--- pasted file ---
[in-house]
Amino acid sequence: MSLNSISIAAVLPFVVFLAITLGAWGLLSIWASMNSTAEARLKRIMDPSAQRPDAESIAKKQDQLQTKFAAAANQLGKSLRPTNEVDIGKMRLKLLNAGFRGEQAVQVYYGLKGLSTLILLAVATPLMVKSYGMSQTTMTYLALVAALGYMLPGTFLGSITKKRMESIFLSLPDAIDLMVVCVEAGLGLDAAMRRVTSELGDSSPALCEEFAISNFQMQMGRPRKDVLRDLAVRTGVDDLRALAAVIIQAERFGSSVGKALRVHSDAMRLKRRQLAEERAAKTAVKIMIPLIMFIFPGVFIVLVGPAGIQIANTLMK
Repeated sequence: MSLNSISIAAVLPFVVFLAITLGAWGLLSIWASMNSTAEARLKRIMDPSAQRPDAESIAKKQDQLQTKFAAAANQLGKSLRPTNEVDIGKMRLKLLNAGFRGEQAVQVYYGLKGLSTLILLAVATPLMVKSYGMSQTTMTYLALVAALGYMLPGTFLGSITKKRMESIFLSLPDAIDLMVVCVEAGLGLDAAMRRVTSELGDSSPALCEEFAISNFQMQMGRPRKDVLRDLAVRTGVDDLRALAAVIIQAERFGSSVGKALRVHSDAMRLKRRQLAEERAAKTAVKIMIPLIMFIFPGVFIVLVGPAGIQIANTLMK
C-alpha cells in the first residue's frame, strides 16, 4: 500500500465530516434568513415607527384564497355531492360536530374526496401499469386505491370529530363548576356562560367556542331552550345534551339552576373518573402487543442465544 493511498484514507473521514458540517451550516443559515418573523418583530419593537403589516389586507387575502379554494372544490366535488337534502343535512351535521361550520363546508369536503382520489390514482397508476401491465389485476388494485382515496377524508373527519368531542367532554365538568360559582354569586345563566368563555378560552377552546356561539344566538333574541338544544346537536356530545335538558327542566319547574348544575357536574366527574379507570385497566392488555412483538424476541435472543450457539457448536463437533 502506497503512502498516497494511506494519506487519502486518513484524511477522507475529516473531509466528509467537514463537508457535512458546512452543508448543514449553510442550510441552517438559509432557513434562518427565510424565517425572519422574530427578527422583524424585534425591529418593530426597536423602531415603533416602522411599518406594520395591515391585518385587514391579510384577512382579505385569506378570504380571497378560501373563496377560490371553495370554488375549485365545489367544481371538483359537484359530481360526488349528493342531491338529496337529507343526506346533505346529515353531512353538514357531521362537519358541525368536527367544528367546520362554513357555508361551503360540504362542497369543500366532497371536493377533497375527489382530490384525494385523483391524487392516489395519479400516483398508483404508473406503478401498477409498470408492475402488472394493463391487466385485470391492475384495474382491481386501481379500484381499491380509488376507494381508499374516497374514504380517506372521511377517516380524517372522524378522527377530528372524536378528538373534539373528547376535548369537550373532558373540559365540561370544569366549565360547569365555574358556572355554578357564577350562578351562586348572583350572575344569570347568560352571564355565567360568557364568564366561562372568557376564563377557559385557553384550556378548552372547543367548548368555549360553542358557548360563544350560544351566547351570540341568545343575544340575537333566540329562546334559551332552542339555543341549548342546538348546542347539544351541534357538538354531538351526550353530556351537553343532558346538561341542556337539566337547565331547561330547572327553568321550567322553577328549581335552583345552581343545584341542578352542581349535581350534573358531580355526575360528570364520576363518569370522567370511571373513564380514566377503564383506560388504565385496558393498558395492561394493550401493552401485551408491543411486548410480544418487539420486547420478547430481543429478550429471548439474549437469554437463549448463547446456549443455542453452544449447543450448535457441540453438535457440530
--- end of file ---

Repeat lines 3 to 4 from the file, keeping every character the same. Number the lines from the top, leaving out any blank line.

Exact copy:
Repeated sequence: MSLNSISIAAVLPFVVFLAITLGAWGLLSIWASMNSTAEARLKRIMDPSAQRPDAESIAKKQDQLQTKFAAAANQLGKSLRPTNEVDIGKMRLKLLNAGFRGEQAVQVYYGLKGLSTLILLAVATPLMVKSYGMSQTTMTYLALVAALGYMLPGTFLGSITKKRMESIFLSLPDAIDLMVVCVEAGLGLDAAMRRVTSELGDSSPALCEEFAISNFQMQMGRPRKDVLRDLAVRTGVDDLRALAAVIIQAERFGSSVGKALRVHSDAMRLKRRQLAEERAAKTAVKIMIPLIMFIFPGVFIVLVGPAGIQIANTLMK
C-alpha cells in the first residue's frame, strides 16, 4: 500500500465530516434568513415607527384564497355531492360536530374526496401499469386505491370529530363548576356562560367556542331552550345534551339552576373518573402487543442465544 493511498484514507473521514458540517451550516443559515418573523418583530419593537403589516389586507387575502379554494372544490366535488337534502343535512351535521361550520363546508369536503382520489390514482397508476401491465389485476388494485382515496377524508373527519368531542367532554365538568360559582354569586345563566368563555378560552377552546356561539344566538333574541338544544346537536356530545335538558327542566319547574348544575357536574366527574379507570385497566392488555412483538424476541435472543450457539457448536463437533 502506497503512502498516497494511506494519506487519502486518513484524511477522507475529516473531509466528509467537514463537508457535512458546512452543508448543514449553510442550510441552517438559509432557513434562518427565510424565517425572519422574530427578527422583524424585534425591529418593530426597536423602531415603533416602522411599518406594520395591515391585518385587514391579510384577512382579505385569506378570504380571497378560501373563496377560490371553495370554488375549485365545489367544481371538483359537484359530481360526488349528493342531491338529496337529507343526506346533505346529515353531512353538514357531521362537519358541525368536527367544528367546520362554513357555508361551503360540504362542497369543500366532497371536493377533497375527489382530490384525494385523483391524487392516489395519479400516483398508483404508473406503478401498477409498470408492475402488472394493463391487466385485470391492475384495474382491481386501481379500484381499491380509488376507494381508499374516497374514504380517506372521511377517516380524517372522524378522527377530528372524536378528538373534539373528547376535548369537550373532558373540559365540561370544569366549565360547569365555574358556572355554578357564577350562578351562586348572583350572575344569570347568560352571564355565567360568557364568564366561562372568557376564563377557559385557553384550556378548552372547543367548548368555549360553542358557548360563544350560544351566547351570540341568545343575544340575537333566540329562546334559551332552542339555543341549548342546538348546542347539544351541534357538538354531538351526550353530556351537553343532558346538561341542556337539566337547565331547561330547572327553568321550567322553577328549581335552583345552581343545584341542578352542581349535581350534573358531580355526575360528570364520576363518569370522567370511571373513564380514566377503564383506560388504565385496558393498558395492561394493550401493552401485551408491543411486548410480544418487539420486547420478547430481543429478550429471548439474549437469554437463549448463547446456549443455542453452544449447543450448535457441540453438535457440530